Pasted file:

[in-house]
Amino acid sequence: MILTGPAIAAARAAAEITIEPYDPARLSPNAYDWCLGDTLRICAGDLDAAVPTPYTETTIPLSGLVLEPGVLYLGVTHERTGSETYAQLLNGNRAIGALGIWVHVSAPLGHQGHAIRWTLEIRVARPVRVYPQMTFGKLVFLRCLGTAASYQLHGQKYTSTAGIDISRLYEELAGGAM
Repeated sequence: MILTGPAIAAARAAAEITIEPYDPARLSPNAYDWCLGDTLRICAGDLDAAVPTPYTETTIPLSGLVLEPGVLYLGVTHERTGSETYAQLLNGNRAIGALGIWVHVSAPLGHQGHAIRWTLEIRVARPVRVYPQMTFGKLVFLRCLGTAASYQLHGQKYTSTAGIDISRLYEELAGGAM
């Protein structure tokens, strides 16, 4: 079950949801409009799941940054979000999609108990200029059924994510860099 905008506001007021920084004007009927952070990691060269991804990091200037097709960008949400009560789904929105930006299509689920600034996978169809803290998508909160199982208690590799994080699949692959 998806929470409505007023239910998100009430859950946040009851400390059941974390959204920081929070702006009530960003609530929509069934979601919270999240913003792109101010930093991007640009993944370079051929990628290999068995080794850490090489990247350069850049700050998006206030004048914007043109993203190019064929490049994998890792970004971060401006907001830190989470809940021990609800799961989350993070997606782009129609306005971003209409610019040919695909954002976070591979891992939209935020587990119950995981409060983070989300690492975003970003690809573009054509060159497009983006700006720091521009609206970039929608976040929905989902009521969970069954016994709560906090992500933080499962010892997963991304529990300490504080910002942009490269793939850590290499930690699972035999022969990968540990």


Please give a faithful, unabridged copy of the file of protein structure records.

[in-house]
Amino acid sequence: MILTGPAIAAARAAAEITIEPYDPARLSPNAYDWCLGDTLRICAGDLDAAVPTPYTETTIPLSGLVLEPGVLYLGVTHERTGSETYAQLLNGNRAIGALGIWVHVSAPLGHQGHAIRWTLEIRVARPVRVYPQMTFGKLVFLRCLGTAASYQLHGQKYTSTAGIDISRLYEELAGGAM
Repeated sequence: MILTGPAIAAARAAAEITIEPYDPARLSPNAYDWCLGDTLRICAGDLDAAVPTPYTETTIPLSGLVLEPGVLYLGVTHERTGSETYAQLLNGNRAIGALGIWVHVSAPLGHQGHAIRWTLEIRVARPVRVYPQMTFGKLVFLRCLGTAASYQLHGQKYTSTAGIDISRLYEELAGGAM
């Protein structure tokens, strides 16, 4: 079950949801409009799941940054979000999609108990200029059924994510860099 905008506001007021920084004007009927952070990691060269991804990091200037097709960008949400009560789904929105930006299509689920600034996978169809803290998508909160199982208690590799994080699949692959 998806929470409505007023239910998100009430859950946040009851400390059941974390959204920081929070702006009530960003609530929509069934979601919270999240913003792109101010930093991007640009993944370079051929990628290999068995080794850490090489990247350069850049700050998006206030004048914007043109993203190019064929490049994998890792970004971060401006907001830190989470809940021990609800799961989350993070997606782009129609306005971003209409610019040919695909954002976070591979891992939209935020587990119950995981409060983070989300690492975003970003690809573009054509060159497009983006700006720091521009609206970039929608976040929905989902009521969970069954016994709560906090992500933080499962010892997963991304529990300490504080910002942009490269793939850590290499930690699972035999022969990968540990």